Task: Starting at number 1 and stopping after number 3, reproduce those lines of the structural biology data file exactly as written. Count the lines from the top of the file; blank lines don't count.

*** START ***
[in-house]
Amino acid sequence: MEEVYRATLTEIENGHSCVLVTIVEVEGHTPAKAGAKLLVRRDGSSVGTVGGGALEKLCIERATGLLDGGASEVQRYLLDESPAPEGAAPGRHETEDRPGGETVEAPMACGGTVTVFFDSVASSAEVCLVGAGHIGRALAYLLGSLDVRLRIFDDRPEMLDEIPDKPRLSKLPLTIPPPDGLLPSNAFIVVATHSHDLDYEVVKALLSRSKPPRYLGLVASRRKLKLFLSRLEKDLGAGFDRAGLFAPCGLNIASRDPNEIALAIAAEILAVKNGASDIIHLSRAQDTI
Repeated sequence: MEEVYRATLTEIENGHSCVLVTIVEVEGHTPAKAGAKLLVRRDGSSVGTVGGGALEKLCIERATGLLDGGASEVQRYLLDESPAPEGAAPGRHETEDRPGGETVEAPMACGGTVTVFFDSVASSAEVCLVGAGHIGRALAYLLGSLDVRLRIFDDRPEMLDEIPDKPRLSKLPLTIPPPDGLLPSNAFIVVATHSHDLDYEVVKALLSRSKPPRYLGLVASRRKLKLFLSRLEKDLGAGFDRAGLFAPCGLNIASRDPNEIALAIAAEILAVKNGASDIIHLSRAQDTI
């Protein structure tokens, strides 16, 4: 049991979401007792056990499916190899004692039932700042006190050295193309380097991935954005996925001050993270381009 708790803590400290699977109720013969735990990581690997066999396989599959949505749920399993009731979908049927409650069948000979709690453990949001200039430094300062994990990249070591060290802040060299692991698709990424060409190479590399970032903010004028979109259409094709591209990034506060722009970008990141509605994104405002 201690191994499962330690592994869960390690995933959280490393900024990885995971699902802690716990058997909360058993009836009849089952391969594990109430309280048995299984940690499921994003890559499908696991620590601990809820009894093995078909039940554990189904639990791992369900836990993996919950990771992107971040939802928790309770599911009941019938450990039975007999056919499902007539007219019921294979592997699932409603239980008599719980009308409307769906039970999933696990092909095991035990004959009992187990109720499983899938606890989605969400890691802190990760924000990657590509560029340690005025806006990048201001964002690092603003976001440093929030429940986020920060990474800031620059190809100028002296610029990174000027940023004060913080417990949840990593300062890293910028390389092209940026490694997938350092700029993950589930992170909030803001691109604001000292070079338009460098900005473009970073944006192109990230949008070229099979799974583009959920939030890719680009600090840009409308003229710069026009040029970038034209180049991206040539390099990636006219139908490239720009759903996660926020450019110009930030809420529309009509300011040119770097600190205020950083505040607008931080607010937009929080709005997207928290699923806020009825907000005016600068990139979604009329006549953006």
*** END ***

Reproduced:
[in-house]
Amino acid sequence: MEEVYRATLTEIENGHSCVLVTIVEVEGHTPAKAGAKLLVRRDGSSVGTVGGGALEKLCIERATGLLDGGASEVQRYLLDESPAPEGAAPGRHETEDRPGGETVEAPMACGGTVTVFFDSVASSAEVCLVGAGHIGRALAYLLGSLDVRLRIFDDRPEMLDEIPDKPRLSKLPLTIPPPDGLLPSNAFIVVATHSHDLDYEVVKALLSRSKPPRYLGLVASRRKLKLFLSRLEKDLGAGFDRAGLFAPCGLNIASRDPNEIALAIAAEILAVKNGASDIIHLSRAQDTI
Repeated sequence: MEEVYRATLTEIENGHSCVLVTIVEVEGHTPAKAGAKLLVRRDGSSVGTVGGGALEKLCIERATGLLDGGASEVQRYLLDESPAPEGAAPGRHETEDRPGGETVEAPMACGGTVTVFFDSVASSAEVCLVGAGHIGRALAYLLGSLDVRLRIFDDRPEMLDEIPDKPRLSKLPLTIPPPDGLLPSNAFIVVATHSHDLDYEVVKALLSRSKPPRYLGLVASRRKLKLFLSRLEKDLGAGFDRAGLFAPCGLNIASRDPNEIALAIAAEILAVKNGASDIIHLSRAQDTI